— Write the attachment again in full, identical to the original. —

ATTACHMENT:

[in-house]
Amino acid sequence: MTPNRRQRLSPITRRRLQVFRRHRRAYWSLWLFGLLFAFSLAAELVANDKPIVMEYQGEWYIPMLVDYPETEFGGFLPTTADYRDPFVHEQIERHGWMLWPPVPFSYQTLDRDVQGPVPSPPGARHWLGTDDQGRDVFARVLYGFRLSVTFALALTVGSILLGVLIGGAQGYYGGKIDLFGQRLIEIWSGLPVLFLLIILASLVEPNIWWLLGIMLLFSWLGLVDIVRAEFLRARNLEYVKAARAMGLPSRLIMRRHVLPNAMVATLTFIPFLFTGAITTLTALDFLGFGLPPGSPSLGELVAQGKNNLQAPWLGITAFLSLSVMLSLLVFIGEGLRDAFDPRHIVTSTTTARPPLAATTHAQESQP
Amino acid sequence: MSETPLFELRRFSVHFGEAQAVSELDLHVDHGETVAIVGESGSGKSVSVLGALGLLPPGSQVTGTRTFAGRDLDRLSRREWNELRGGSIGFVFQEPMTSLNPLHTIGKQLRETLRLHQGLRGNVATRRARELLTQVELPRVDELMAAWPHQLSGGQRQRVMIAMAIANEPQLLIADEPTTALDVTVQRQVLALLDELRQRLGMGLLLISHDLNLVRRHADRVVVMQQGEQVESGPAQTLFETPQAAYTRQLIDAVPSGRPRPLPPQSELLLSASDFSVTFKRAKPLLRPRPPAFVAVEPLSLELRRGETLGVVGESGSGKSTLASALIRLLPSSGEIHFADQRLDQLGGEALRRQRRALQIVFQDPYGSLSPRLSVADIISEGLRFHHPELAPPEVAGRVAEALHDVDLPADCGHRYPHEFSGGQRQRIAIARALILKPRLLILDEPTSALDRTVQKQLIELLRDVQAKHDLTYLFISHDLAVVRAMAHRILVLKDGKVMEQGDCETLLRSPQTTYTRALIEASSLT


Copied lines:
[in-house]
Amino acid sequence: MTPNRRQRLSPITRRRLQVFRRHRRAYWSLWLFGLLFAFSLAAELVANDKPIVMEYQGEWYIPMLVDYPETEFGGFLPTTADYRDPFVHEQIERHGWMLWPPVPFSYQTLDRDVQGPVPSPPGARHWLGTDDQGRDVFARVLYGFRLSVTFALALTVGSILLGVLIGGAQGYYGGKIDLFGQRLIEIWSGLPVLFLLIILASLVEPNIWWLLGIMLLFSWLGLVDIVRAEFLRARNLEYVKAARAMGLPSRLIMRRHVLPNAMVATLTFIPFLFTGAITTLTALDFLGFGLPPGSPSLGELVAQGKNNLQAPWLGITAFLSLSVMLSLLVFIGEGLRDAFDPRHIVTSTTTARPPLAATTHAQESQP
Amino acid sequence: MSETPLFELRRFSVHFGEAQAVSELDLHVDHGETVAIVGESGSGKSVSVLGALGLLPPGSQVTGTRTFAGRDLDRLSRREWNELRGGSIGFVFQEPMTSLNPLHTIGKQLRETLRLHQGLRGNVATRRARELLTQVELPRVDELMAAWPHQLSGGQRQRVMIAMAIANEPQLLIADEPTTALDVTVQRQVLALLDELRQRLGMGLLLISHDLNLVRRHADRVVVMQQGEQVESGPAQTLFETPQAAYTRQLIDAVPSGRPRPLPPQSELLLSASDFSVTFKRAKPLLRPRPPAFVAVEPLSLELRRGETLGVVGESGSGKSTLASALIRLLPSSGEIHFADQRLDQLGGEALRRQRRALQIVFQDPYGSLSPRLSVADIISEGLRFHHPELAPPEVAGRVAEALHDVDLPADCGHRYPHEFSGGQRQRIAIARALILKPRLLILDEPTSALDRTVQKQLIELLRDVQAKHDLTYLFISHDLAVVRAMAHRILVLKDGKVMEQGDCETLLRSPQTTYTRALIEASSLT